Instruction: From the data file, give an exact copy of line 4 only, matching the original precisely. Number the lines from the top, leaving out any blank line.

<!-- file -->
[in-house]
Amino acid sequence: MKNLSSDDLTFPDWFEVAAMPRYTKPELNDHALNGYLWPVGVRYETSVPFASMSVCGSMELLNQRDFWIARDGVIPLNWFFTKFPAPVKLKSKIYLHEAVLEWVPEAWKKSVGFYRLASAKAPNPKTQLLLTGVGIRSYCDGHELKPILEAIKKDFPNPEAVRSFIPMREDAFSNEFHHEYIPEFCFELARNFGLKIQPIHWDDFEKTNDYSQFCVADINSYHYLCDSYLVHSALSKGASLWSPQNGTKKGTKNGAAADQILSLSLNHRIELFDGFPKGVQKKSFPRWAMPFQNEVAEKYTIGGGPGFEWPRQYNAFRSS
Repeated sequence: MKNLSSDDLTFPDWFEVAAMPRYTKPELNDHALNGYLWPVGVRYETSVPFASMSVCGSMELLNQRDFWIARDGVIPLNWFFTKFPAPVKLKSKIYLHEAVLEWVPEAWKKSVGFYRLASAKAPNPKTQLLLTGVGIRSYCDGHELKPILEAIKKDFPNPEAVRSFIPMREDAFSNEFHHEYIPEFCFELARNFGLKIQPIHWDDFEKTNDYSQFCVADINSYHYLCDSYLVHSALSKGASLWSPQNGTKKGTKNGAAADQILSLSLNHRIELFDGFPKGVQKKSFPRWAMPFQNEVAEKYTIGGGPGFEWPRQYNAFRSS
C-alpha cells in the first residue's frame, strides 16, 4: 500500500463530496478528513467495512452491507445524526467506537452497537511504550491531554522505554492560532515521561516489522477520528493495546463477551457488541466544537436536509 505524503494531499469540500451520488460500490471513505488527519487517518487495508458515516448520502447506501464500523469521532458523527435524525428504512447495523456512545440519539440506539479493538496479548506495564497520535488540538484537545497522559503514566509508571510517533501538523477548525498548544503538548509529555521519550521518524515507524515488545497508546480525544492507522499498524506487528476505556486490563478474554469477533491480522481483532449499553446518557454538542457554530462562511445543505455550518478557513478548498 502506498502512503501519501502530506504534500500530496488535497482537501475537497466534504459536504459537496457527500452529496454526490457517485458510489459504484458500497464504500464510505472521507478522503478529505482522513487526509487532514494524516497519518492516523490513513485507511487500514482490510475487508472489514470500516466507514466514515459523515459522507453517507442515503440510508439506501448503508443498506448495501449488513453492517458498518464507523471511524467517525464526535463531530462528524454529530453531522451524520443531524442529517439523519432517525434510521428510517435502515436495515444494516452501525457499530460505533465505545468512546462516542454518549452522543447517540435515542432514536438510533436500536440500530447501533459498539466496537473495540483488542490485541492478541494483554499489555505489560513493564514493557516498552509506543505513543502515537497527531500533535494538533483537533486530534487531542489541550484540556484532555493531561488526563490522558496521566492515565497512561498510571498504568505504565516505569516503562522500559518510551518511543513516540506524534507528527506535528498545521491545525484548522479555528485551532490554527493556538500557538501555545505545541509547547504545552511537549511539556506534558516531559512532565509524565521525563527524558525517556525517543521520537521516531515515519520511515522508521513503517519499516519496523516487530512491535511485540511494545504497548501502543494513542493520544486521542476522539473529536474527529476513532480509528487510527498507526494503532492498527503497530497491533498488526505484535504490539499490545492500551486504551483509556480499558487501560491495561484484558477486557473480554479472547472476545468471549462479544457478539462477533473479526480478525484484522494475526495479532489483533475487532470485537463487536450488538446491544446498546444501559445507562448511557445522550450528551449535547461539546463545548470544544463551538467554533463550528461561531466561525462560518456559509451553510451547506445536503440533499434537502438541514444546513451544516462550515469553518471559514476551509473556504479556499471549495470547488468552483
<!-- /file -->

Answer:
C-alpha cells in the first residue's frame, strides 16, 4: 500500500463530496478528513467495512452491507445524526467506537452497537511504550491531554522505554492560532515521561516489522477520528493495546463477551457488541466544537436536509 505524503494531499469540500451520488460500490471513505488527519487517518487495508458515516448520502447506501464500523469521532458523527435524525428504512447495523456512545440519539440506539479493538496479548506495564497520535488540538484537545497522559503514566509508571510517533501538523477548525498548544503538548509529555521519550521518524515507524515488545497508546480525544492507522499498524506487528476505556486490563478474554469477533491480522481483532449499553446518557454538542457554530462562511445543505455550518478557513478548498 502506498502512503501519501502530506504534500500530496488535497482537501475537497466534504459536504459537496457527500452529496454526490457517485458510489459504484458500497464504500464510505472521507478522503478529505482522513487526509487532514494524516497519518492516523490513513485507511487500514482490510475487508472489514470500516466507514466514515459523515459522507453517507442515503440510508439506501448503508443498506448495501449488513453492517458498518464507523471511524467517525464526535463531530462528524454529530453531522451524520443531524442529517439523519432517525434510521428510517435502515436495515444494516452501525457499530460505533465505545468512546462516542454518549452522543447517540435515542432514536438510533436500536440500530447501533459498539466496537473495540483488542490485541492478541494483554499489555505489560513493564514493557516498552509506543505513543502515537497527531500533535494538533483537533486530534487531542489541550484540556484532555493531561488526563490522558496521566492515565497512561498510571498504568505504565516505569516503562522500559518510551518511543513516540506524534507528527506535528498545521491545525484548522479555528485551532490554527493556538500557538501555545505545541509547547504545552511537549511539556506534558516531559512532565509524565521525563527524558525517556525517543521520537521516531515515519520511515522508521513503517519499516519496523516487530512491535511485540511494545504497548501502543494513542493520544486521542476522539473529536474527529476513532480509528487510527498507526494503532492498527503497530497491533498488526505484535504490539499490545492500551486504551483509556480499558487501560491495561484484558477486557473480554479472547472476545468471549462479544457478539462477533473479526480478525484484522494475526495479532489483533475487532470485537463487536450488538446491544446498546444501559445507562448511557445522550450528551449535547461539546463545548470544544463551538467554533463550528461561531466561525462560518456559509451553510451547506445536503440533499434537502438541514444546513451544516462550515469553518471559514476551509473556504479556499471549495470547488468552483